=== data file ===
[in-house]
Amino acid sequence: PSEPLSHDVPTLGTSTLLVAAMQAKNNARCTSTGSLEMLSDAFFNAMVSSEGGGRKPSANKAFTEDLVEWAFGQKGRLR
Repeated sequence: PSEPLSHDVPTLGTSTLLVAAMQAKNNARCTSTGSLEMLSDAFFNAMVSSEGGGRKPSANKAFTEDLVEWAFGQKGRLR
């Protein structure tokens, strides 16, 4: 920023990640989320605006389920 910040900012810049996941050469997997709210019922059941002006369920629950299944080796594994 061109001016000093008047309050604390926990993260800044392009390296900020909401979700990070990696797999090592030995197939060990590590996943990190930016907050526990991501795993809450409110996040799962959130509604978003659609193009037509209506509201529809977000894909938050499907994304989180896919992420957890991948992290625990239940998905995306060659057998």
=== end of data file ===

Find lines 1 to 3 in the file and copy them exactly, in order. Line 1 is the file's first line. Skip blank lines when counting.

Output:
[in-house]
Amino acid sequence: PSEPLSHDVPTLGTSTLLVAAMQAKNNARCTSTGSLEMLSDAFFNAMVSSEGGGRKPSANKAFTEDLVEWAFGQKGRLR
Repeated sequence: PSEPLSHDVPTLGTSTLLVAAMQAKNNARCTSTGSLEMLSDAFFNAMVSSEGGGRKPSANKAFTEDLVEWAFGQKGRLR